Texas Activist Chains Neck to White House Fence (German Bike Locks Rock)
Diane Wilson, longtime Texas activist, chats with officers about the chain around her neck and the White House fence.
Contributed by Diane Wilson
If you've never heard of Diane Wilson, you've probably heard about the environmentalist who poured Karo syrup on herself on the steps of the Capitol Building in Washington, D.C., to protest the BP oil spill. (That was Wilson.)
Or about the one who chained herself to the Dow Chemical tower in 2002, serving four months in jail for trespassing. (Also Wilson.)
Or maybe you've heard the latest one, about the woman who went on a hunger strike and chained herself to the gates of the White House to try and shut down Guantanamo Bay prison. (You guessed it -- Wilson again.)
Wilson started a hunger strike on May 1, only accepting water and a pinch of salt and potassium to keep her body going. "I wasn't taking potassium during one fast, and my potassium levels dropped out from under me and I just felt awful, so I always take it now," she said.
Gridiron Glory: The Best of Pro Football HOF -- 10AM-3PM
TicketsMon., Feb. 27, 10:00am
Gridiron Glory: The Best of Pro Football HOF -- 3PM-8PM
TicketsMon., Feb. 27, 3:00pm
Rice Owls Men's Baseball vs. Pepperdine Waves Men's Baseball
TicketsFri., Mar. 3, 6:30pm
Rice Owls Women's Basketball Single Game Tickets
TicketsSat., Mar. 4, 2:00pm
Wilson heard about the push to get Guantanamo Bay prison shut down at the Bush Library protest in Dallas -- go figure -- and hearing about the prisoners and their hunger strike made her sit down and start reading up on the issue.
"I'd heard about the orange jumpsuits they were wearing and I'd seen the photographs of the prisoners, but I'd never sat down and read about it," Wilson said. "When I did, it sickened me what we're doing to the men, and it sickened me what we're allowing as a country."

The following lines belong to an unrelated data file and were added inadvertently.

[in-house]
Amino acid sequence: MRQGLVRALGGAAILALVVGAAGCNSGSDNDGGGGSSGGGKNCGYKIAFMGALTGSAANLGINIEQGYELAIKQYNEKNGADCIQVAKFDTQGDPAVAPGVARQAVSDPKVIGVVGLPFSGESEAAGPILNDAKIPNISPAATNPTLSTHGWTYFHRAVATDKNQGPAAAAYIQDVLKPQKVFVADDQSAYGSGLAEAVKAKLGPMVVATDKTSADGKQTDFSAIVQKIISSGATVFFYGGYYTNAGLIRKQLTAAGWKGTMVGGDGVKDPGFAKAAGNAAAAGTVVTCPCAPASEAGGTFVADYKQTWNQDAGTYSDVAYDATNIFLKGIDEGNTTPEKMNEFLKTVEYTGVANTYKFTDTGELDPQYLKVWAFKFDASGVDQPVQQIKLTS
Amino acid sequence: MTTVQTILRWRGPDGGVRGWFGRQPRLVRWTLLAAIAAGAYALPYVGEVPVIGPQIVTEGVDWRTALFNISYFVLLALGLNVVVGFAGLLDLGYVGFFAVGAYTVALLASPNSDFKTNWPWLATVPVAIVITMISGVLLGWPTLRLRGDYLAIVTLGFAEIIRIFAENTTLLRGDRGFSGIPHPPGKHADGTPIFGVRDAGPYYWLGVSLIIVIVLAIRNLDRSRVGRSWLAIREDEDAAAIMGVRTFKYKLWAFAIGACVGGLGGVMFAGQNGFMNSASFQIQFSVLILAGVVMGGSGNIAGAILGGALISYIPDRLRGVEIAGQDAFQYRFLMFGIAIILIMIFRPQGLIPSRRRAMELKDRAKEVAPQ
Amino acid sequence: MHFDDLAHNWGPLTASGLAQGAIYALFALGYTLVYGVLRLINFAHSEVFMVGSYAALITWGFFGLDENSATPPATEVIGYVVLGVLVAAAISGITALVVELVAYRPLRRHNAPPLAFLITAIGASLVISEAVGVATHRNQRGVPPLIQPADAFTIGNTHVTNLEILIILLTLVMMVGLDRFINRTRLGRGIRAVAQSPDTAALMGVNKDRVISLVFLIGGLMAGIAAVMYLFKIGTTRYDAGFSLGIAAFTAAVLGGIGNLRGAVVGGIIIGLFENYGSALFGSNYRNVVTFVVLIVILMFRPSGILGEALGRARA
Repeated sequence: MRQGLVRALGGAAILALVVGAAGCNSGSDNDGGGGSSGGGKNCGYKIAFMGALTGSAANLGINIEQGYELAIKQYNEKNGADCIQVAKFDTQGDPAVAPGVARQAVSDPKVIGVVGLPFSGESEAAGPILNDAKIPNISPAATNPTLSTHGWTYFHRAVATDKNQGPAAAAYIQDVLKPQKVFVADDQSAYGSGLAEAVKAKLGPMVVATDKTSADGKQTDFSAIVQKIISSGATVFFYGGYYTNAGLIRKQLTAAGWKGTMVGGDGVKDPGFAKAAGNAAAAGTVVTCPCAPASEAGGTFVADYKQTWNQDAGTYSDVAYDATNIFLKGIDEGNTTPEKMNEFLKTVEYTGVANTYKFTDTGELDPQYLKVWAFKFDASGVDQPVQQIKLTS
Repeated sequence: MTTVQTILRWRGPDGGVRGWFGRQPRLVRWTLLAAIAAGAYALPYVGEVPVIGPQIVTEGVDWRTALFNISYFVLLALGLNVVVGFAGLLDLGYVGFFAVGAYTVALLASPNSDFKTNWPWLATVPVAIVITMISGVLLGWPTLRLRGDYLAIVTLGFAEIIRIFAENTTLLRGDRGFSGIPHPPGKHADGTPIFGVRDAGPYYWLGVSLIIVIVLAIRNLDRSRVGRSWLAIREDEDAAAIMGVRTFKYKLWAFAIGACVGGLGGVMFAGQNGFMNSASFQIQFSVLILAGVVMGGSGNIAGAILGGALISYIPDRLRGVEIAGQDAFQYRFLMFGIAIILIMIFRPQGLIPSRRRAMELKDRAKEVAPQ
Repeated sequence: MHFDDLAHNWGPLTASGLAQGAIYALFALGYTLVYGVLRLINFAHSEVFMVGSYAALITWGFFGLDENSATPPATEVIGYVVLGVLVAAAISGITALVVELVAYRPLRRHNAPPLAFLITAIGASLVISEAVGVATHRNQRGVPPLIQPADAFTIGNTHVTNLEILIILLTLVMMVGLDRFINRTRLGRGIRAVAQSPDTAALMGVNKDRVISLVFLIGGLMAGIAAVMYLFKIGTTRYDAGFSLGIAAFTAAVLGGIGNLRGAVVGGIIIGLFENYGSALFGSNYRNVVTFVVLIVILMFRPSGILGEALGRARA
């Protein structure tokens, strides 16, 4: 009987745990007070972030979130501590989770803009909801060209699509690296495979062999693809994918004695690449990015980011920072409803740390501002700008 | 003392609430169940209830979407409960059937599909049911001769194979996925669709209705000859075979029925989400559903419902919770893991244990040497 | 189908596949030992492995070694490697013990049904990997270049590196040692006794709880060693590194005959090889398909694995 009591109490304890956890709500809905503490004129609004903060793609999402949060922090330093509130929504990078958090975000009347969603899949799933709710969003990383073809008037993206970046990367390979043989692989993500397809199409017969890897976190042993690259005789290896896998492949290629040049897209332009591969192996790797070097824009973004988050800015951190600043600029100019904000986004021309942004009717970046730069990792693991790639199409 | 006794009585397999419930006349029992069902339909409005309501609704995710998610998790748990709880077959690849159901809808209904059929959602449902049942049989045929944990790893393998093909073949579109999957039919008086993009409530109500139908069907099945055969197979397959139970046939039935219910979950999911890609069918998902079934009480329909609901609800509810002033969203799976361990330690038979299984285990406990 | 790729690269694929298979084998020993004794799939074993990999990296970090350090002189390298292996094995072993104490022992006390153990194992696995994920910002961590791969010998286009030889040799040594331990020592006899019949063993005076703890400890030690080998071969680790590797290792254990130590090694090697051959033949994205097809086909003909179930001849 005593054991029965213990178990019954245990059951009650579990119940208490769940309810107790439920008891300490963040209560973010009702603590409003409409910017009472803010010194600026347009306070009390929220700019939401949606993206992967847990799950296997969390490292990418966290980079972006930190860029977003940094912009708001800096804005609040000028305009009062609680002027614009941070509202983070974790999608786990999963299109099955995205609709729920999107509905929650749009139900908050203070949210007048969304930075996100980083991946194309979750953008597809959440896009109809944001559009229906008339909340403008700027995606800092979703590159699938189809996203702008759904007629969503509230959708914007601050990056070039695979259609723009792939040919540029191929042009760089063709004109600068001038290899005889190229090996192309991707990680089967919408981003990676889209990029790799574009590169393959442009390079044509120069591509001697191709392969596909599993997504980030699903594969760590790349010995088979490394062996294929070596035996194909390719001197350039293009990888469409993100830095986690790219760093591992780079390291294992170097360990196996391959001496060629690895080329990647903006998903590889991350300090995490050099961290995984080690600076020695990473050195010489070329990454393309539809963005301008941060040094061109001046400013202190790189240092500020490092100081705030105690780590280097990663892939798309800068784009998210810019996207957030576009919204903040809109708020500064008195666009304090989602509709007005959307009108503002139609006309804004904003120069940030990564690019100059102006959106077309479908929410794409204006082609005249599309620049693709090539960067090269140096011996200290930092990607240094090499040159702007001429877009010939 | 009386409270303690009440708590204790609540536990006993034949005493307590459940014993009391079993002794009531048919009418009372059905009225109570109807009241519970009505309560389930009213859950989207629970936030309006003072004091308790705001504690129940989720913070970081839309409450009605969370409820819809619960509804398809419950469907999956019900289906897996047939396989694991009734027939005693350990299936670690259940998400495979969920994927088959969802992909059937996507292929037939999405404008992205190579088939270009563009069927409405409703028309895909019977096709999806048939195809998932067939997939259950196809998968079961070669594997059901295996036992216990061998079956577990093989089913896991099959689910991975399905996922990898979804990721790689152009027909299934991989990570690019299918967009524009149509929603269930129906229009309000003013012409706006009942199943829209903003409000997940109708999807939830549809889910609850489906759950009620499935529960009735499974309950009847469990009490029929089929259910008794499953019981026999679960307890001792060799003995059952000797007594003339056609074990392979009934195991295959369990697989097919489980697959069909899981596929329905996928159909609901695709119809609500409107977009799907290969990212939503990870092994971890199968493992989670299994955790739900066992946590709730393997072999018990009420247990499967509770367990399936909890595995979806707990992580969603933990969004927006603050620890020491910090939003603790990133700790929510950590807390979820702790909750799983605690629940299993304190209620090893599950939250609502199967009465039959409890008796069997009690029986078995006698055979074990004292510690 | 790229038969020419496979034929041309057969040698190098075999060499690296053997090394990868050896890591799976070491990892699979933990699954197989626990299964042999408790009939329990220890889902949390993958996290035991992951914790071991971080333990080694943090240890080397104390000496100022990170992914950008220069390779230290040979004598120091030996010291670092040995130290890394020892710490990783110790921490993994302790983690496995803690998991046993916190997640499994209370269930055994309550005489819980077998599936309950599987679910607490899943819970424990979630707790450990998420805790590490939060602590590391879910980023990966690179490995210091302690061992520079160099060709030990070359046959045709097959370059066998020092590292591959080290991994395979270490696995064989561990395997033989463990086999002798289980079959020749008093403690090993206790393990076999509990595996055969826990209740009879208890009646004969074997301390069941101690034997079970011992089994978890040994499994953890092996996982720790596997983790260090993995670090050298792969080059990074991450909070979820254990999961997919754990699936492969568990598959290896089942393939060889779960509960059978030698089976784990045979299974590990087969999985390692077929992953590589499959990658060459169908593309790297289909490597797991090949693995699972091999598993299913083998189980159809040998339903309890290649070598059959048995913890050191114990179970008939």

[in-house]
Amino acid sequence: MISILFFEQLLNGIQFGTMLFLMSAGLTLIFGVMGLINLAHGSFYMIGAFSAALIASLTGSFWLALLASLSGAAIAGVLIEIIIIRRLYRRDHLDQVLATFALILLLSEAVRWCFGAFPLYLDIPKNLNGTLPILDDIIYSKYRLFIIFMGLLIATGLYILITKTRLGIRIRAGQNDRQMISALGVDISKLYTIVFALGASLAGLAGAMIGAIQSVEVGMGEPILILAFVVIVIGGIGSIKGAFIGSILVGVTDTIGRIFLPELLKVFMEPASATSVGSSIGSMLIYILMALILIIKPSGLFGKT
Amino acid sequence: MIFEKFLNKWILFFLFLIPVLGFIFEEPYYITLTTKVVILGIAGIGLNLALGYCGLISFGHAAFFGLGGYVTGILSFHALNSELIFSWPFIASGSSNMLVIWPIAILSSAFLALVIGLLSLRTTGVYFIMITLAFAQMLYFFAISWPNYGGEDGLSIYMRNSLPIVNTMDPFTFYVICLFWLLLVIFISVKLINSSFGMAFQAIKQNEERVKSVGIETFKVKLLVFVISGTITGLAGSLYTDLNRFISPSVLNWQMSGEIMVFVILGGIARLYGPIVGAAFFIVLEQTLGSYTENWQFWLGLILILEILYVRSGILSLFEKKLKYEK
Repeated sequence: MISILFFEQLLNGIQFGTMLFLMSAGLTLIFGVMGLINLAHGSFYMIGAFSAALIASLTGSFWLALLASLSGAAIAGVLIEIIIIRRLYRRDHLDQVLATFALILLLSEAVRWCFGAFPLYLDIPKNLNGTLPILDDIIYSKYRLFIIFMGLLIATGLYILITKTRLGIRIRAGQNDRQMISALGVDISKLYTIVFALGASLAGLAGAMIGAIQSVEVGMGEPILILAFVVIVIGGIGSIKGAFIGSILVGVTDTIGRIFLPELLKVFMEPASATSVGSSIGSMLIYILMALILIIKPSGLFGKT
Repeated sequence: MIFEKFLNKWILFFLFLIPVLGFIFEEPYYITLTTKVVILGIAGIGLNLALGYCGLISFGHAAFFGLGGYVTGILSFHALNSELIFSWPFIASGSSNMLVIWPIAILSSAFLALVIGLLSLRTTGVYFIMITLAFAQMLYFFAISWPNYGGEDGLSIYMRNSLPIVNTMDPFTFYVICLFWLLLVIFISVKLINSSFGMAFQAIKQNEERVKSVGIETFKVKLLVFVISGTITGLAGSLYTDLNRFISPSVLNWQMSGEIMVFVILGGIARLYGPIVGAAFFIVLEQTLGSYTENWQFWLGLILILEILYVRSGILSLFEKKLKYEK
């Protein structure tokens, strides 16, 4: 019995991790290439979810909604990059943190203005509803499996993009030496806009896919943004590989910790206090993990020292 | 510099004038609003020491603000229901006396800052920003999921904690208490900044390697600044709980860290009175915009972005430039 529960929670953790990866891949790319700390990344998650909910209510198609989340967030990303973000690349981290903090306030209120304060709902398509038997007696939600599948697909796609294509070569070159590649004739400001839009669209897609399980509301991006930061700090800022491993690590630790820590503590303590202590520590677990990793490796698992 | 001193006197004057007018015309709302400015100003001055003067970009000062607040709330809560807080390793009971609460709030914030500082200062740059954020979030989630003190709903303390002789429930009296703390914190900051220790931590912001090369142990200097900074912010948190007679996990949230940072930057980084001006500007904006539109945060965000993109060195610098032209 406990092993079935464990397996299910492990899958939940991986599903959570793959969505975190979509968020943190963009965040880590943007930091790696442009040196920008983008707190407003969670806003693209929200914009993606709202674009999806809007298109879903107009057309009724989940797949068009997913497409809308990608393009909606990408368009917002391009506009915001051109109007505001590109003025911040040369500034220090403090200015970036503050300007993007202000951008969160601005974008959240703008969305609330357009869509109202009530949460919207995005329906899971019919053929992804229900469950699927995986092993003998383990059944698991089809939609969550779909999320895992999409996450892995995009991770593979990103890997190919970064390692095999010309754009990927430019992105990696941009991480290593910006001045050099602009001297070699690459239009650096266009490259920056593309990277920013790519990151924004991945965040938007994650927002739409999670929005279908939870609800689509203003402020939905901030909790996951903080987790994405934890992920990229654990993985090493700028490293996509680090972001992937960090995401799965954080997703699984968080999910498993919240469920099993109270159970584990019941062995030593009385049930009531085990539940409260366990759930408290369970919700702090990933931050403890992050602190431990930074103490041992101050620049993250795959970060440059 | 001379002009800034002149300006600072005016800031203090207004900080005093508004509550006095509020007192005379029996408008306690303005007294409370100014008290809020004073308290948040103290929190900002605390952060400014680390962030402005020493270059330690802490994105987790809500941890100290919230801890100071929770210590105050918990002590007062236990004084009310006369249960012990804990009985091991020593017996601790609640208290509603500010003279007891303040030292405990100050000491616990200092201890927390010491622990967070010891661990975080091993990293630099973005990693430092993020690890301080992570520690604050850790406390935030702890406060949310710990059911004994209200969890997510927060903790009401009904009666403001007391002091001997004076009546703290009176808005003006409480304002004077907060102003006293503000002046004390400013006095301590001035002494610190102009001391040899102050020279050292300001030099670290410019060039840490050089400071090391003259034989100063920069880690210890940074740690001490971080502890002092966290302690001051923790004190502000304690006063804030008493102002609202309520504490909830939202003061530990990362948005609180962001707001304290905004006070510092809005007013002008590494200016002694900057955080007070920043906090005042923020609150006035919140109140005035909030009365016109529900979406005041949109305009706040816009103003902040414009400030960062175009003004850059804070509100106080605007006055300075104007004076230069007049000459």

Wilson started out as a barefoot shrimper from a family of shrimpers who had run boats for generations out of Seadrift, down on the South Texas coast. In 1989, during a bad shrimping season, Wilson found out that some of the biggest industrial polluters were in her area dumping waste into the bays she and the other shrimpers relied on to make a living. Wilson started working to get Taiwan-based Formosa Plastics to agree to zero-discharge systems from their Point Comfort plant. Then she protested over Dow Chemical's refusal to pay damages to the victims of the Bhopal disaster (which became Dow's problem when they bought Union Carbide).
In one fell swoop (or maybe two), the fourth-generation shrimper became an environmentalist and then an activist. Since then she's done work all over the world, protesting with Cindy Sheehan to end the Iraq War and popping up all over the place to push for her many different causes.
Basically, you know how when someone asks Marlon Brando what he's protesting in The Wild Bunch, he asks, in ultra-cool Brando fashion, "What have ya got?" In the years since her first protests, Wilson has become decidedly Brando-esque, or at least that's how it would appear to the casual observer (or, you know, until Casual Observer actually asks her what's up with all of these different movements she joins up with).
Inspired by Gandhi -- the nonviolence and the hunger strikes and all that -- Wilson said she only gets involved in an issue if she feels drawn to it, if it feels like something she's supposed to do.
"Gandhi said that when a door opened, he walked through it. He trusted that it was open for a reason. When a door comes to me, when something touches me, I walk through the door. And I really think all of these issues are connected," she said. "I guess being a shrimper has made me a little more holistic. When something flows me that way, I go there."
Now she's turned her attention to Guantanamo Bay, and her protest at the White House resulted -- she put a bike lock around her neck and locked it around the White House gate -- in police clipping the German-made lock she'd used to tether herself to the presidential gate and arresting her on Friday.